# Sparse Matrix Factorizations and Fill-In¶

In [1]:
import numpy as np
import scipy.linalg as la

import matplotlib.pyplot as pt

import random


Here's a helper routine to make a random symmetric sparse matrix:

In [8]:
def make_random_sparse_matrix(n, row_fill):
nentries = (n*row_fill) // 2 # because of symmetry
data = np.random.randn(nentries)
rows = np.random.randint(0, n-1, nentries)
cols = np.random.randint(0, n-1, nentries)

import scipy.sparse as sps

coo = sps.coo_matrix((data, (rows, cols)), shape=(n,n))

# NOTE: Cuthill-McKee applies only to symmetric matrices!
return (100*np.eye(n) + np.array(coo.todense() +  coo.todense().T))


Next, we will take a look at that matrix from a "birds eye view". Every entry with absolute value greater that $10^{-10}$ will show up as a 'dot':

In [9]:
prec = 1e-10

np.random.seed(15)
random.seed(15)

A = make_random_sparse_matrix(200, 3)
print("%d non-zeros" % len(np.where(np.abs(A)>prec)[0]))
pt.figure()
pt.spy(A, marker=",", precision=prec)

794 non-zeros

Out[9]:
<matplotlib.lines.Line2D at 0x7f32dd4099b0>

Next, let's apply the same visualization to the inverse:

In [11]:
Ainv = la.inv(A)
print("%d non-zeros" % len(np.where(np.abs(Ainv) > prec)[0]))
pt.spy(Ainv, marker=",", precision=prec)

7148 non-zeros

Out[11]:
<matplotlib.lines.Line2D at 0x7f32dd371f28>

And the Cholesky factorization:

In [12]:
L = la.cholesky(A)
print("%d non-zeros" % len(np.where(np.abs(L) > prec)[0]))
pt.spy(L, marker=",", precision=prec)

1819 non-zeros

Out[12]:
<matplotlib.lines.Line2D at 0x7f32dd3511d0>

Cholesky is often less bad, but in principle affected the same way.

## Reducing the fill-in¶

Define the degree of a row as the number of non-zeros in it.

In [15]:
def degree(mat, row):
return len(np.where(mat[row])[0])

print(degree(A, 3))
print(degree(A, 4))
print(degree(A, 5))

2
4
3


Then find an ordering so that all the low degrees come first.

The Cuthill-McKee algorithm is a greedy algorithm to find such an ordering:

In [29]:
def argmin2(iterable, return_value=False):
it = iter(iterable)
try:
current_argmin, current_min = next(it)
except StopIteration:
raise ValueError("argmin of empty iterable")

for arg, item in it:
if item < current_min:
current_argmin = arg
current_min = item

if return_value:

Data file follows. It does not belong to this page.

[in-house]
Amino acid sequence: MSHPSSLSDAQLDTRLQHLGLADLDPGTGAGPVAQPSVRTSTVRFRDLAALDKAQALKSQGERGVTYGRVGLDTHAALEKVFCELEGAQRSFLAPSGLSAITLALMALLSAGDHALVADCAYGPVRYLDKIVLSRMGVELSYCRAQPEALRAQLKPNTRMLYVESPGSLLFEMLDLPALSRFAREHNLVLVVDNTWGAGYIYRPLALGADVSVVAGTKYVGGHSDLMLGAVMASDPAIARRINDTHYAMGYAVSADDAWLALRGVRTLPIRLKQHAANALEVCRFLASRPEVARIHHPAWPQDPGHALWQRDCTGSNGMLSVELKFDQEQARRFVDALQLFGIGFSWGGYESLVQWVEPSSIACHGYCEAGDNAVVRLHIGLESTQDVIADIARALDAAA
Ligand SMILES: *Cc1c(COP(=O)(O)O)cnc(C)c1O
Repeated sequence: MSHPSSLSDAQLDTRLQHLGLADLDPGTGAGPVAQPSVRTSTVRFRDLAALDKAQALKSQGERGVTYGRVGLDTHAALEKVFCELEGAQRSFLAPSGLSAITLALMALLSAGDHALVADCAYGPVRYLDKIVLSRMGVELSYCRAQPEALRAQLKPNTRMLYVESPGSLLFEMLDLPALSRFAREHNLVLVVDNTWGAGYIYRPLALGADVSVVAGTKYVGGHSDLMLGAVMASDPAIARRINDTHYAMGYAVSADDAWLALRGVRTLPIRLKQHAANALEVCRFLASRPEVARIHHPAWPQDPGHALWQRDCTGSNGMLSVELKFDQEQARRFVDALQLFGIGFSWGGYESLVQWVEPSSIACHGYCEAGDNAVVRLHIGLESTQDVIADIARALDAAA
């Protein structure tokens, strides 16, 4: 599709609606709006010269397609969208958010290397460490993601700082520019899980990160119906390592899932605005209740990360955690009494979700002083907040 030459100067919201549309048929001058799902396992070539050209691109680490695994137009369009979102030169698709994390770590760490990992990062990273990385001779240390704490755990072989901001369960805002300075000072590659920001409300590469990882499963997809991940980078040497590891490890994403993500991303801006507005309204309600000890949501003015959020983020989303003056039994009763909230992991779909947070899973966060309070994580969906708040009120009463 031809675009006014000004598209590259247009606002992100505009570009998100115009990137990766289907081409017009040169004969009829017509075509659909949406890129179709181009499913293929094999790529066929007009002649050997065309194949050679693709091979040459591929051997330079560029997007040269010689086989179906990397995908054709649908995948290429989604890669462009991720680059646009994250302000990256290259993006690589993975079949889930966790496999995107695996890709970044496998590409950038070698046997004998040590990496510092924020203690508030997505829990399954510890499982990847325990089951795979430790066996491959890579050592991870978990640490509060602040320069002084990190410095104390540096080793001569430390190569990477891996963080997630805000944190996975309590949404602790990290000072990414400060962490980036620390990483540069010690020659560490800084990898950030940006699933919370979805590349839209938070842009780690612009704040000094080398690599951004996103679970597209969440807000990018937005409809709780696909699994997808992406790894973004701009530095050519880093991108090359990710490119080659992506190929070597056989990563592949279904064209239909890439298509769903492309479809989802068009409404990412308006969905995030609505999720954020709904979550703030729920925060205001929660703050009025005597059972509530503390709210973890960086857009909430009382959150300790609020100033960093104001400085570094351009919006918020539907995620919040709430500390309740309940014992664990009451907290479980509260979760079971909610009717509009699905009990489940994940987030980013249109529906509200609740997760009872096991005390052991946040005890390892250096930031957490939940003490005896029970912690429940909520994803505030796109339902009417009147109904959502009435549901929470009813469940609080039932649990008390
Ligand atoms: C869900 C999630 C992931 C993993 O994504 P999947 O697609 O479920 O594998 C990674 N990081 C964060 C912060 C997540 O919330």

return current_argmin, current_min
else:
return current_argmin

def argmin(iterable):
return argmin2(enumerate(iterable))

In [30]:
def cuthill_mckee(mat):
"""Return a Cuthill-McKee ordering for the given matrix.

See (for example)
Y. Saad, Iterative Methods for Sparse Linear System,
2nd edition, p. 76.
"""

# this list is called "old_numbers" because it maps a
# "new number to its "old number"
old_numbers = []
visited_nodes = set()
levelset = []

all_nodes = set(range(len(mat)))

while len(old_numbers) < len(mat):
if not levelset:
unvisited = list(all_nodes - visited_nodes)

if not unvisited:
break

start_node = unvisited[
argmin(degree(mat, node) for node in unvisited)]
visited_nodes.add(start_node)
old_numbers.append(start_node)
levelset = [start_node]

next_levelset = set()
levelset.sort(key=lambda row: degree(mat, row))
#print(levelset)

for node in levelset:
row = mat[node]
neighbors, = np.where(row)

for neighbor in neighbors:
if neighbor in visited_nodes:
continue

visited_nodes.add(neighbor)
next_levelset.add(neighbor)
old_numbers.append(neighbor)

levelset = list(next_levelset)

return np.array(old_numbers, dtype=np.intp)

In [26]:
cmk = cuthill_mckee(A)


Someone (empirically) observed that the reverse of the Cuthill-McKee ordering often does better than forward Cuthill-McKee.

So construct a permutation matrix corresponding to that:

In [31]:
P = np.eye(len(A))[cmk[::-1]]


And then reorder both rows and columns according to that--a similarity transform:

In [32]:
A_reordered = P @ A @ P.T

pt.spy(A_reordered, marker=",", precision=prec)

Out[32]:
<matplotlib.lines.Line2D at 0x7f32dd2976a0>

Next, let's try Cholesky again:

In [33]:
L = la.cholesky(A_reordered)
print("%d non-zeros" % len(np.where(np.abs(L) > prec)[0]))
pt.spy(L, marker=",", precision=prec)

1188 non-zeros

Out[33]:
<matplotlib.lines.Line2D at 0x7f32dd26bcf8>
In [ ]: